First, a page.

Former Georgia Gov. Sonny Perdue meets with President-elect Trump; is Cabinet job ahead?

Former Georgia Gov. Sonny Perdue speaks in support of his cousin, Georgia Republican U.S. Senate candidate David Perdue, at an election night party, Tuesday, Nov. 4, 2014, in Atlanta.
Former Georgia Gov. Sonny Perdue speaks in support of his cousin, Georgia Republican U.S. Senate candidate David Perdue, at an election night party, Tuesday, Nov. 4, 2014, in Atlanta. AP

Former Georgia Gov. Sonny Perdue traveled to New York for a face-to-face meeting with President-elect Donald Trump on Wednesday. Perdue is said to be under consideration for the secretary of agriculture position after serving as an adviser on Trump’s agricultural committee during the campaign.

The meeting was “very informal, very friendly and a great time," Perdue told reporters in Trump Tower afterward.

On Thursday afternoon in a telephone conversation, Perdue told The Telegraph, “It was an honor to be invited.”

Perdue was Georgia’s governor from 2003 to 2011. He first entered politics as a Democrat, when he was elected to the Georgia Senate in 1990. He switched to the Republican Party in 1998. A veterinarian by training, Perdue also served in the Air Force and owned several small businesses, including agriculture and fertilizer businesses.

Perdue described his meeting with Trump as “a very businesslike-type interview. Really kind of a job interview. It was not political. It was about the essence of the job and trade and agricultural potential and productivity, and I think he was trying to really find some content-expertise people to put in rather than political appointees. So I was encouraged by that.”

Perdue is the cousin of U.S. Sen. David Perdue, R-Ga., who was Trump’s most vocal supporter in the state.

Perdue first backed former Arkansas Gov. Mike Huckabee in the 2016 presidential race. After Huckabee dropped out, Perdue endorsed former Florida Gov. Jeb Bush.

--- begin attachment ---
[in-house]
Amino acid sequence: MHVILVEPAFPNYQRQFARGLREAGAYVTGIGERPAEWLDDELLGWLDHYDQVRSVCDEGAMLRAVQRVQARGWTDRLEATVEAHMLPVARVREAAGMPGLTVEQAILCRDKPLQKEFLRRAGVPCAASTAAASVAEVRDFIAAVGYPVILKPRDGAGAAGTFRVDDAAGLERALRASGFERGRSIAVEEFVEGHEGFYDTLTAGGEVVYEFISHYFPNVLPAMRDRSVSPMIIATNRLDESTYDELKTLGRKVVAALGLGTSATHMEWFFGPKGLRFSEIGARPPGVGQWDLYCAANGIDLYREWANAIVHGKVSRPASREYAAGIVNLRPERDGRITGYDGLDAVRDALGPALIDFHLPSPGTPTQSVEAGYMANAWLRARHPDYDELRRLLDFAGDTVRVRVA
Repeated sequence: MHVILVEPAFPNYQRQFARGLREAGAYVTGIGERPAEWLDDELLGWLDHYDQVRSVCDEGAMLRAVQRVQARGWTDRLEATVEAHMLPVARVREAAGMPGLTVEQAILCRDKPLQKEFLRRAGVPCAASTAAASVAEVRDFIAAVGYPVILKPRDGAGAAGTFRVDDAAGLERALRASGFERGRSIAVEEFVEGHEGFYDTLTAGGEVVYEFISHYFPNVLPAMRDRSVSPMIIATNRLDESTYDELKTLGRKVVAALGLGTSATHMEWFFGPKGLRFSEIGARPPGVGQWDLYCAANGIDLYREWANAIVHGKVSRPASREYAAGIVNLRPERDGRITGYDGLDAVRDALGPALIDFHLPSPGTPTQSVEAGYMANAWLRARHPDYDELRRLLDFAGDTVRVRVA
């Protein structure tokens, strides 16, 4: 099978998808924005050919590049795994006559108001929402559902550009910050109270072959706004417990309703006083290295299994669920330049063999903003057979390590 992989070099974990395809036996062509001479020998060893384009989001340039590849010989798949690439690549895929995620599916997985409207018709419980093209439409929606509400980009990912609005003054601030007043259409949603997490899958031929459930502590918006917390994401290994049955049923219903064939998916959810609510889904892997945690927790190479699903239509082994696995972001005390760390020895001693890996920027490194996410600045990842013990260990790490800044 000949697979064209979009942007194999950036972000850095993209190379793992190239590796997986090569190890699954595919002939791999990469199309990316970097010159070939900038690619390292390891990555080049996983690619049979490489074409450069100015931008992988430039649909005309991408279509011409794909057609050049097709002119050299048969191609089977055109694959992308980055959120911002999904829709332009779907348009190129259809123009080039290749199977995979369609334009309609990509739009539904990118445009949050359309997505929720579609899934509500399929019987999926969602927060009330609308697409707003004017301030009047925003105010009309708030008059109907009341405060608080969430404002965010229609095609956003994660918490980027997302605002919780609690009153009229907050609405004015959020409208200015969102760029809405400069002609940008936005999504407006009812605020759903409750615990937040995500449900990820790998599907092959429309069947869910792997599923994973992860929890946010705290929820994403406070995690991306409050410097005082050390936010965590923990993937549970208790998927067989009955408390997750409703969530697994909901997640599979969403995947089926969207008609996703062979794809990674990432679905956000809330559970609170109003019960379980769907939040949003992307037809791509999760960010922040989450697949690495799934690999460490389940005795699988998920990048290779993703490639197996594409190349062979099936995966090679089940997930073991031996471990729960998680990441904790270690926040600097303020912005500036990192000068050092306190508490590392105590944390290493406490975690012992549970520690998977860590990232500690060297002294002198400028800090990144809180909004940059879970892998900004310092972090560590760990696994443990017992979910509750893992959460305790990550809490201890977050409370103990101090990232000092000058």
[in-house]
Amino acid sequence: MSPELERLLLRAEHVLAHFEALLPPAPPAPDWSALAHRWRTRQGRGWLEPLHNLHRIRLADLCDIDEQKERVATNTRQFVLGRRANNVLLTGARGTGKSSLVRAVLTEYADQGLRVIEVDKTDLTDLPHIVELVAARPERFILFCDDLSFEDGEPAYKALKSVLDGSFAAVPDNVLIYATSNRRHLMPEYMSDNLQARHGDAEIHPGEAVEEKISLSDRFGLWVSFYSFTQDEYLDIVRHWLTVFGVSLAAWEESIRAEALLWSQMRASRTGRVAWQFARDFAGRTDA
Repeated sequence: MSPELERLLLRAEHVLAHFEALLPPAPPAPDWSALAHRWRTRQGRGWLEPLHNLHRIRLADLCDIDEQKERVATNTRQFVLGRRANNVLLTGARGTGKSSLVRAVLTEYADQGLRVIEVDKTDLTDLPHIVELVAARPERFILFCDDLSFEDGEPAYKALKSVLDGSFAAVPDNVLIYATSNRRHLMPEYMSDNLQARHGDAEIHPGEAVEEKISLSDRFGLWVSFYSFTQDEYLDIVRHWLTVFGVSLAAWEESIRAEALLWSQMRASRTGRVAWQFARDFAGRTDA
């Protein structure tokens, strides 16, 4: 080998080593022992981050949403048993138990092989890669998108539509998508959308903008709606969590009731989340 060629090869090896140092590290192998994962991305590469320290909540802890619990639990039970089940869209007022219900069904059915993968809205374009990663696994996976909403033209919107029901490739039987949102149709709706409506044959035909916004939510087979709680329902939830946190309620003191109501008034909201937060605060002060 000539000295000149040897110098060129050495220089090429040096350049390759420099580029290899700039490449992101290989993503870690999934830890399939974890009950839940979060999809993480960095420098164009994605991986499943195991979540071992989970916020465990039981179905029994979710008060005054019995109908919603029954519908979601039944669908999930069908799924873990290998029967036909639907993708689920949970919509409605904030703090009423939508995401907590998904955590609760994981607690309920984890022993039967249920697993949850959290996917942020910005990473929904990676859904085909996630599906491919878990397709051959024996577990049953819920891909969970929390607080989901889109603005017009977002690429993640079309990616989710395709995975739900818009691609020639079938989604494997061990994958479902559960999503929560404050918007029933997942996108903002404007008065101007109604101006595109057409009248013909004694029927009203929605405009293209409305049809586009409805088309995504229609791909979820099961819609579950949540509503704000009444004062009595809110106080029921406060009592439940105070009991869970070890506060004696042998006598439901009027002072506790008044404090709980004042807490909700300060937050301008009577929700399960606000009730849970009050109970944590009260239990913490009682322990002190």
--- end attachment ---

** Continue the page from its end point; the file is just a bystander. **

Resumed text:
Of his trip to Trump Tower, Sonny Perdue said he found the president-elect “very interested to get going and to put his team together. ... I think he realized that he’s been hired to do a job. ... No anxiety, not overwhelmed, but just pretty steadfast in getting the job done.”

Perdue made national headlines during Georgia’s 2007 drought, when he was criticized for leading lawmakers in praying for rain on the steps of the state Capitol. It was protested by the Atlanta Freethought Society, which advocates for the separation of church and state.

Asked Thursday if a cabinet position and a job in Washington is something that interests him at this stage in his life, Perdue, a grandfather of 14 who turns 70 later this month, said, “That had to be contemplated and answered before I would agree to be interviewed. I think it would have been very duplicitous to go up for an interview, get the cameras and then to turn down somebody.”

He added that he and his wife, Mary, are not “looking forward to having our lives disrupted again, but honestly at this stage of America, I think it is truly one of those serve-your-county kind of deals. And if we get drafted, then we’re gonna report for duty.”

Perdue said he was told that a decision on the agriculture post could be made “in a week or two.”

Trump is reportedly also considering Texas Agriculture Commissioner Sid Miller, former Texas Gov. Rick Perry and Kansas Gov. Sam Brownback.

Another Georgian, Rep. Tom Price, was chosen to head Trump’s Department of Health and Human Services on Tuesday.

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Vera Bergengruen: 202-383-6036, @verambergen